Apply security hardening measures to your nodes, such as disabling unnecessary services, limiting access, enabling firewall rules, etc. You can use tools like Ansible or Chef to automate the hardening process for your nodes.

Container Runtime Security

Implement container runtime security mechanisms like AppArmor or SELinux. These mechanisms can help enforce security policies on containers at the kernel level.

Container Image Security

Scan container images for vulnerabilities before deploying them. You can use tools like Clair or Anchore to scan your images for known vulnerabilities.

Pod Security

Kubernetes Security

Utilize Kubernetes Pod Security Policies (PSP) to enforce security policies on pods creation and modification. PSPs allow you to define rules for pod attributes, such as privileges, capabilities, volumes, host network access, etc.

Use Secure Containers

Ensure that containers used in Kubernetes pods are built with security in mind, following best practices such as minimizing privilege escalation and reducing exposed attack surfaces.

Implement Least Privilege Principles

Apply least privilege principles when creating pods, limiting the privileges of the pod and its contents to the minimum required to perform their functions.

Use Secure Volume Mounts

Mount volumes securely, using tools like Kubernetes secrets and configmaps, to store sensitive data.

Avoid hostPath Mounts

Minimize the use of hostPath mounts, which can expose sensitive data stored on the host machine.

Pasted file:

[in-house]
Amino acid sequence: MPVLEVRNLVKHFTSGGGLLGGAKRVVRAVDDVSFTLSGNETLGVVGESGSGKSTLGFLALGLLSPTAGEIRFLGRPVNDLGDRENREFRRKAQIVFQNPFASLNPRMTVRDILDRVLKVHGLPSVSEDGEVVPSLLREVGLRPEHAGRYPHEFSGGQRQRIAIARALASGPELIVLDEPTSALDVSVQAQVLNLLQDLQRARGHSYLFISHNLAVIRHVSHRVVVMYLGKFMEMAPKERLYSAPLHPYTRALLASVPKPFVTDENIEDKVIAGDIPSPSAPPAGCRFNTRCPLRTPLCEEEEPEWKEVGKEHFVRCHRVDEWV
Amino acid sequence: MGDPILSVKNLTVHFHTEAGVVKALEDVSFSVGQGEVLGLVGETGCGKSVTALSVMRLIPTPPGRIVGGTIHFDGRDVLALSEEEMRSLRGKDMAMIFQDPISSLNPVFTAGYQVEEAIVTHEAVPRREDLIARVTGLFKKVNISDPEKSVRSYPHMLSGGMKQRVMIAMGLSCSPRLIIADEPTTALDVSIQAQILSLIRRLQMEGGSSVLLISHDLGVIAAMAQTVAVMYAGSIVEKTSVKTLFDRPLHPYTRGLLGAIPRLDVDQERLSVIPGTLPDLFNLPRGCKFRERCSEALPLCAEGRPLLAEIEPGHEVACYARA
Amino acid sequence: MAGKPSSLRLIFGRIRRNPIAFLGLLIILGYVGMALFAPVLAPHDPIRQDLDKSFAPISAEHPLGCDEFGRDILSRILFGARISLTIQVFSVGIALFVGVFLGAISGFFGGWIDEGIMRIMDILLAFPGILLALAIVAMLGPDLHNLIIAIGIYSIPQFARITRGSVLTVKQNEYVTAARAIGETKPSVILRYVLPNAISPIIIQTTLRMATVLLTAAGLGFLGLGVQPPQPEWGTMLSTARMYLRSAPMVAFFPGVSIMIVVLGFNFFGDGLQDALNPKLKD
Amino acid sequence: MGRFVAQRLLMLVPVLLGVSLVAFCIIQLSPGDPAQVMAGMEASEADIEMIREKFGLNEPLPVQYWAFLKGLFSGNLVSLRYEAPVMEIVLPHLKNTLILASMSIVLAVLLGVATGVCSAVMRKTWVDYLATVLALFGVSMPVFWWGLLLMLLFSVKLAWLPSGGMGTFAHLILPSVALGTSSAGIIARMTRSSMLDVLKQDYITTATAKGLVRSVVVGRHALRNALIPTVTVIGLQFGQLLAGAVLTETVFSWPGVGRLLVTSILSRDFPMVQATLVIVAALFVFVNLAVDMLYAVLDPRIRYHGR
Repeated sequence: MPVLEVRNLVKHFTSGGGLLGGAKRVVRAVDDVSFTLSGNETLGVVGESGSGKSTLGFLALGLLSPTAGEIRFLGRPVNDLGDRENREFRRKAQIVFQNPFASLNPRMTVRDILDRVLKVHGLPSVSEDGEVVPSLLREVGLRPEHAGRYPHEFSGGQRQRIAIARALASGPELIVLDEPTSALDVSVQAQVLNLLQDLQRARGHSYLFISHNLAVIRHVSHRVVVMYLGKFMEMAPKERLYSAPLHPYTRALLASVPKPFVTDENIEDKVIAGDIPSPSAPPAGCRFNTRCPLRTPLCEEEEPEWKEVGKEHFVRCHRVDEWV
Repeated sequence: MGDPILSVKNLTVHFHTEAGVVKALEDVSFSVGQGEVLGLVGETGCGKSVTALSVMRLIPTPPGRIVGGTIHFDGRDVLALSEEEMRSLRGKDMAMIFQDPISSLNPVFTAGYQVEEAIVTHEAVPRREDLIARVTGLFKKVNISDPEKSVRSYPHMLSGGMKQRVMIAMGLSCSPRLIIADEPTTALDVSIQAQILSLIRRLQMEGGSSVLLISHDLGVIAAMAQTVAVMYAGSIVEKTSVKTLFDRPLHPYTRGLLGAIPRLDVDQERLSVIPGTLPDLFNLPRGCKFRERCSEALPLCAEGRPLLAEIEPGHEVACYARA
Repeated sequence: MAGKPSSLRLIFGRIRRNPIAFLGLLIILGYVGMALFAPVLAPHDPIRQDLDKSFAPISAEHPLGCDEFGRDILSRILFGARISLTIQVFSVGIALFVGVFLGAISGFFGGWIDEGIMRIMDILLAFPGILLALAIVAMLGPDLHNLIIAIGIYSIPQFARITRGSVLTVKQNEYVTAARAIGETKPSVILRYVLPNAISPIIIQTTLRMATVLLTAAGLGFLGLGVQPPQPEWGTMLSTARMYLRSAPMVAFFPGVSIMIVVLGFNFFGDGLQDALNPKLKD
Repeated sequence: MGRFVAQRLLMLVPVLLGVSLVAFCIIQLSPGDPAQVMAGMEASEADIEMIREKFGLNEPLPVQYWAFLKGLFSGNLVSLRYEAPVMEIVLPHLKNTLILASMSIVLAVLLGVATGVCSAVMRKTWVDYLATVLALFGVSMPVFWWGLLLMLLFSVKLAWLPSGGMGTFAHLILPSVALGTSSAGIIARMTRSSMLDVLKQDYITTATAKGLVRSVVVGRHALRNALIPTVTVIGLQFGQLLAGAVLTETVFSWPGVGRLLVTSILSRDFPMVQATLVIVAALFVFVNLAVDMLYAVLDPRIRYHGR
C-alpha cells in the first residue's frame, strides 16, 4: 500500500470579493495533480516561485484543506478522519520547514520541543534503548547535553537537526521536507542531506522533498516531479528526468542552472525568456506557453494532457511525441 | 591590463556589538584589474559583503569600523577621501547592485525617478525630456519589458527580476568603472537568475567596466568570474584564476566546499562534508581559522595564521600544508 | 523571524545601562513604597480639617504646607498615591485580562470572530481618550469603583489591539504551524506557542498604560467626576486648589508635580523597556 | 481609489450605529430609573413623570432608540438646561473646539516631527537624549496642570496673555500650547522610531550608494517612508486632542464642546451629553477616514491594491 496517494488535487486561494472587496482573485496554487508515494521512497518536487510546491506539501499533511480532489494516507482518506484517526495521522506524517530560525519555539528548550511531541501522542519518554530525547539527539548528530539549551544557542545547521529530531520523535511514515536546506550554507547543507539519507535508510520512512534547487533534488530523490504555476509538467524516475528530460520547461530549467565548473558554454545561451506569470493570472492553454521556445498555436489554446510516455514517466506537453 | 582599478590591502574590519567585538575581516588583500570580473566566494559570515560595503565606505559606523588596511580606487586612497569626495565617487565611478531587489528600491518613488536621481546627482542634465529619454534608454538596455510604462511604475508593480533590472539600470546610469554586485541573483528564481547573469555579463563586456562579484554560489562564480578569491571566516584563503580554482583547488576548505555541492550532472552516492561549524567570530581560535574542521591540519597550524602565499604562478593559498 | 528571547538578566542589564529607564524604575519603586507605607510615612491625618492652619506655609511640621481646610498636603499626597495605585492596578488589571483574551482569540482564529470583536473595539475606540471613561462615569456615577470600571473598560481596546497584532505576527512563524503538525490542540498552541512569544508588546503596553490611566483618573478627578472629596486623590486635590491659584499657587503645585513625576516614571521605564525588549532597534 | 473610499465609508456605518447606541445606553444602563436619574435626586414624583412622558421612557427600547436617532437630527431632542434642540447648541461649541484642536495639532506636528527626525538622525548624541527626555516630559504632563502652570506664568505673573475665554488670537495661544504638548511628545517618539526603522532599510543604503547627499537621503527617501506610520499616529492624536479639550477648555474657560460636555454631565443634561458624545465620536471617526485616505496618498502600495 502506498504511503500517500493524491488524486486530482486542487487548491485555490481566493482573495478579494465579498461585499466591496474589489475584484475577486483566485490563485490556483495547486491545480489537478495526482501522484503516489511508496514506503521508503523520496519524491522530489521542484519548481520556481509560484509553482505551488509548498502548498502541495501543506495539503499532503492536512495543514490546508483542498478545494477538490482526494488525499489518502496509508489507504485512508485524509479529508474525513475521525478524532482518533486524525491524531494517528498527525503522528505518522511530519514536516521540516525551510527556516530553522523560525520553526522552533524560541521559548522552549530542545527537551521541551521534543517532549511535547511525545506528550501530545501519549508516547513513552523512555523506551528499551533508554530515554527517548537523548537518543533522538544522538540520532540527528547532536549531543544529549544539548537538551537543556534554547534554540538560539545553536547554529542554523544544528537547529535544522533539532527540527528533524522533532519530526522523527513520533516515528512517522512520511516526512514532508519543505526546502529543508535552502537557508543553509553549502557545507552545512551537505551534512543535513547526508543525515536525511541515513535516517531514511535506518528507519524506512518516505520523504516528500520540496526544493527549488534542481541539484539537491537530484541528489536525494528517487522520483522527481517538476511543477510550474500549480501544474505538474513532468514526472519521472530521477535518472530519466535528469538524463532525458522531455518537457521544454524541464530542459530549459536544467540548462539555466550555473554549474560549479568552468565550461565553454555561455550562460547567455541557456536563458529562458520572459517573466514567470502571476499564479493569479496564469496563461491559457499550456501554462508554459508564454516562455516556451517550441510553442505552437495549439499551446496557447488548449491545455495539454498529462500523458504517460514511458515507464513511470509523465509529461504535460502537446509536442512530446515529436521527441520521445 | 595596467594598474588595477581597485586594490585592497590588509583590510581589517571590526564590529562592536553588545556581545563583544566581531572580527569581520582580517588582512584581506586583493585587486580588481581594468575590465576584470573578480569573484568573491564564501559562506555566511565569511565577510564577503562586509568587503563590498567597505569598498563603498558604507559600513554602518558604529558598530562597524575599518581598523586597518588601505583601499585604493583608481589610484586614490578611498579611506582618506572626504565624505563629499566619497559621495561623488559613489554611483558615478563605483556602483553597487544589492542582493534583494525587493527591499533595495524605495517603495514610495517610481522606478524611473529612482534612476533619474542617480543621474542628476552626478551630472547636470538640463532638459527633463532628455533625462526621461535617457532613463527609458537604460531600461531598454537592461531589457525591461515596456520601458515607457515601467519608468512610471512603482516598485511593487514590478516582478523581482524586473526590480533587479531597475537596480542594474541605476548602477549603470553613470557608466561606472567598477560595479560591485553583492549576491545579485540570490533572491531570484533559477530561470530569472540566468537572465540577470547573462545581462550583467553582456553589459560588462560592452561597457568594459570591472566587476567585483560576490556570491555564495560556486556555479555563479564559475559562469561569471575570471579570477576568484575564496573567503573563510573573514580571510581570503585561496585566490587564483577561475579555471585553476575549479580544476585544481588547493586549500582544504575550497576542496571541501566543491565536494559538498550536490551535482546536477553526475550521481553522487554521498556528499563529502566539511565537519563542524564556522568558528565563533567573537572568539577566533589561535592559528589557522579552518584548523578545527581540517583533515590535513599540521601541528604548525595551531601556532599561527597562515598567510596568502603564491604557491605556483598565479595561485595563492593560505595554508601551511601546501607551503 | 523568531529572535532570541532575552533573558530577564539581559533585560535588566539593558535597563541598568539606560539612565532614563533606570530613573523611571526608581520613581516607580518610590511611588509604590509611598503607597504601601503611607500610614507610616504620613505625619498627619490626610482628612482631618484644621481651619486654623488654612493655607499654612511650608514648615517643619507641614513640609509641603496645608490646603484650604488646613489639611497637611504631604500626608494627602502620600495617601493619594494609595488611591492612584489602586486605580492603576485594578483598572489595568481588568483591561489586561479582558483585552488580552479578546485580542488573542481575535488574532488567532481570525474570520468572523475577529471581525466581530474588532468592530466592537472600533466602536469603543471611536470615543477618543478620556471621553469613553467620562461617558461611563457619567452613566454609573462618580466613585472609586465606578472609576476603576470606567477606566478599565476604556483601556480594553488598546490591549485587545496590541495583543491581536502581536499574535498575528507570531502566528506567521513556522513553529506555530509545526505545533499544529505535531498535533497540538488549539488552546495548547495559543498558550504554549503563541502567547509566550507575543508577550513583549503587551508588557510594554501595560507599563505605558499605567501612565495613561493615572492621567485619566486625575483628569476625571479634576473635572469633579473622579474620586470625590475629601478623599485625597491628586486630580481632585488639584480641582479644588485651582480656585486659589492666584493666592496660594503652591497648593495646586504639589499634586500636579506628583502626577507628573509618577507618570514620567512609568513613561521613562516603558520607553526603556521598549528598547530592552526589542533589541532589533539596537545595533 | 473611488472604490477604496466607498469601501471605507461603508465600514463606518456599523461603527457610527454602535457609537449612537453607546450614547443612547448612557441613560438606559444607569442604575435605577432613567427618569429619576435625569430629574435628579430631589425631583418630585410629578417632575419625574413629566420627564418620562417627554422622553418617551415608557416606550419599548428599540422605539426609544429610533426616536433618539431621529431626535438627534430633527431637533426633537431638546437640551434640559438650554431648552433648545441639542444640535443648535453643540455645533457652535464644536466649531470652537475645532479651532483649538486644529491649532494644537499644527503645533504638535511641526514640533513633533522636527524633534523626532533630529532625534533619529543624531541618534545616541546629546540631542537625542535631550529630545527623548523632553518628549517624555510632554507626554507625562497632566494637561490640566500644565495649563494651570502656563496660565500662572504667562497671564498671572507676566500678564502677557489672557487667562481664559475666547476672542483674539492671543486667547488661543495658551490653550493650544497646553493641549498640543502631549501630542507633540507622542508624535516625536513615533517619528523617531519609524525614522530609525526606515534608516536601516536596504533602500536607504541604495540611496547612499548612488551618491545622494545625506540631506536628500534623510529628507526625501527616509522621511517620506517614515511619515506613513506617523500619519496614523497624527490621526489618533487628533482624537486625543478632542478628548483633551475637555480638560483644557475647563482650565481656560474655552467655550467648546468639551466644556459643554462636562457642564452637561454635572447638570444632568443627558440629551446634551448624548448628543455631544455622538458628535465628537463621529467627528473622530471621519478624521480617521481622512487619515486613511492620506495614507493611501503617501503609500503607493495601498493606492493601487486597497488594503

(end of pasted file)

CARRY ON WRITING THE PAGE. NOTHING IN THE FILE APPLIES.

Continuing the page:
Implement Pod-Level Security Controls

Implement security controls at the pod level, such as SELinux or AppArmor profiles, to further restrict what a pod can do.

Use Secure Environment Variables

Use secure environment variables to store sensitive data, such as database credentials or API keys, and never hardcode them in configuration files.

Monitor Pod Activity

Monitor pod activity logs to detect unusual behavior and respond quickly to potential security incidents.

Implement Pod Disruption Budgets

Define disruption budgets for critical pods to ensure business continuity during unexpected events.

Use Secure Rolling Updates

Perform secure rolling updates to minimize downtime and ensure that all components are running with the latest security patches.

Implement Immutable Infrastructure

Use immutable infrastructure techniques to create reproducible, tamper-proof environments that simplify security auditing and compliance.

Access Control

Use the principle of least privilege to assign appropriate access permissions to pods and containers. This can help limit the damage in case of a compromise or a malicious insider.

Container Runtime Security

Enable container runtime security features, such as resource isolation, namespace restrictions, read-only file systems, etc. These features can help prevent unauthorized access and resource abuse by containers.

Monitoring and Auditing

Regularly monitor and audit the behavior of pods and containers. You can use tools like Falco or Sysdig to detect and alert on anomalous or malicious activities by pods and containers.

Image Security

Container Registries

Utilize container registries with built-in security features. You can use tools like Azure Container Registry or Amazon ECR to store and manage your images securely.

Image Scanning

Scan container images for vulnerabilities and malware. You can use tools like Clair or Anchore to scan your images for known vulnerabilities and malware.

Base Images

Use trusted base images from official repositories. This can help avoid malicious or compromised images that may contain backdoors or malware.